S.B. 416 would amend existing law concerning the tax credits a qualified insurance company may claim under the High Performance Incentive Program, the Kansas Enterprise Zone Act, and the Kansas Community Services Program Act. The bill also would amend existing law authorizing tax credits to eligible insurance companies for making buildings or facilities more accessible to persons with disabilities. These amendments would reflect changes adopted by the 1997 Legislature with respect to insurance company taxation.
Specifically, the bill would reflect the Legislature's action to abolish the privilege tax on Kansas insurance companies (equal to 5 percent of net income) and expand the magnitude of the premium tax (from 1 to 2 percent) on such companies. Moreover, the bill would allow insurance companies (Kansas and out-of-state), beginning in tax year 1998, to claim tax credits against the premium tax and privilege fees. The bill would ensure that tax benefits are equally applied to Kansas and out-of-state insurance companies. Prior to the Legislature's action in 1997, only Kansas companies could claim tax credits against the privilege tax.
In addition, the bill would authorize eligible insurance companies and financial institutions to claim a tax credit for investments in employee training and education under the High Performance Incentive Program. Under existing law, only eligible companies with corporate income tax liability would qualify for such credits.
Finally, the bill would delete reference to the Blueprint for Investment in Kansas Children and Families in the definition of "community services" in the Kansas Community Services Program Act.
S.B. 416 is an outgrowth of a recommendation by the Task Force on the Kansas Insurance Industry for the standing Tax and Economic Development committees to examine whether economic incentives, such as tax credits against premium taxes, can be used to encourage investment in and by insurance companies.
The Senate Commerce Committee's amendments would expand the purposes for which the tax credits could be claimed, to include investments in: community service organizations or governmental entities providing community services under the Community Service Program Act and modifications to buildings or facilities to improve accessibility to persons with disabilities.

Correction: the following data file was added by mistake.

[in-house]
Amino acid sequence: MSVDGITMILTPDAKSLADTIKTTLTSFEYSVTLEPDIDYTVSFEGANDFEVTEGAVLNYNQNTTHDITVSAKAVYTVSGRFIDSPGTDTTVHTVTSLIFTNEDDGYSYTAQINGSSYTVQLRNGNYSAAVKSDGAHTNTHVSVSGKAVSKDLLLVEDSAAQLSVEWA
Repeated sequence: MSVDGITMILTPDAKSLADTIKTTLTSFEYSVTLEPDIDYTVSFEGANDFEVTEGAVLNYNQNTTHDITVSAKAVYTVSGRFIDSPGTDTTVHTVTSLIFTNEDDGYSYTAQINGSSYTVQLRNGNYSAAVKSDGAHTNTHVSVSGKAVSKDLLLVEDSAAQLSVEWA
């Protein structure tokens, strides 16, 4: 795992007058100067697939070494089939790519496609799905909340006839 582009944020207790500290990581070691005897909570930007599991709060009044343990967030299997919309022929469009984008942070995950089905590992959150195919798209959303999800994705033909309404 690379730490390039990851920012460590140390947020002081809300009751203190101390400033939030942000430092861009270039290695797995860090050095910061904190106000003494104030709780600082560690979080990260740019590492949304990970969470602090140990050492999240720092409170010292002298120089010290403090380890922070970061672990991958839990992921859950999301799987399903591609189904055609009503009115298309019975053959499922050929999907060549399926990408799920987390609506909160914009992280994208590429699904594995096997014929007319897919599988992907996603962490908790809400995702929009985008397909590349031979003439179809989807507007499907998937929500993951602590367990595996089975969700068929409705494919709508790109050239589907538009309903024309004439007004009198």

The Senate Commerce Committee also amended the bill to delete reference to the Blueprint for Investment in Kansas Children and Families in the definition of "community services." This amendment, proposed by the Kansas Department of Commerce and Housing, would have the effect of decoupling community service activities from objectives set forth in the Blueprint and leaving the determination of eligible activities to individual communities. As previously noted, business firms may receive tax credits for contributions to community service organizations or governmental entities engaging in such services. The Committee was apprised that the Corporation for Change, which was abolished by the 1997 Legislature, had been statutorily responsible for reviewing and monitoring progress in implementation of the Blueprint.
The amendment of the Senate Committee of the Whole was technical.
The House Economic Development Committee amended the bill to ensure that the tax credits claimed by insurance companies under the various programs specified in the bill would apply equally to Kansas and out-of-state insurance companies in accordance with the retaliatory tax statute. The Committee also amended the bill to clarify that the tax credits for insurance companies' investments in making buildings or facilities more accessible to persons with disabilities could be claimed for all taxable years after December 31, 1997.
The House Committee of the Whole amended the bill to clarify that insurance companies could claim tax credits beginning in tax year 1998 for all the other programs addressed in the bill. In addition, the House Committee of the Whole amended the bill to allow any insurance company which makes contributions during the first three months of 1998 under the Kansas Community Services Program Act to claim a tax credit against its 1997 tax liability.
The Division of the Budget's revised fiscal note on the introduced version of the bill assumes the bill would reduce revenues from the State General Fund. The Division indicated that a lack of a proven method for estimating the tax liability of Kansas companies, or a method for estimating the number of companies that would apply for tax credits, made the determination of a precise fiscal impact impossible.
The Division's fiscal note presented the Insurance Department's view that the bill would greatly increase the potential tax credits available to insurance companies because foreign insurance companies are now required to pay the premium tax. (Prior to the repeal of the 1997 law, only domestic companies paid the privilege tax which was superceded by the premium tax.) According to the Insurance Department, only 46 of the 1,500 insurance companies in Kansas are domestic companies. Therefore, passage of the bill could result in an increase of more than 1,400 companies which are eligible for credits against their premium tax payments.
1. *Supplemental notes are prepared by the Legislative Research Department and do not express legislative intent. The supplemental note and fiscal note for this bill may be accessed on the Internet at http://www.ink.org/public/legislative/fulltext-bill.html.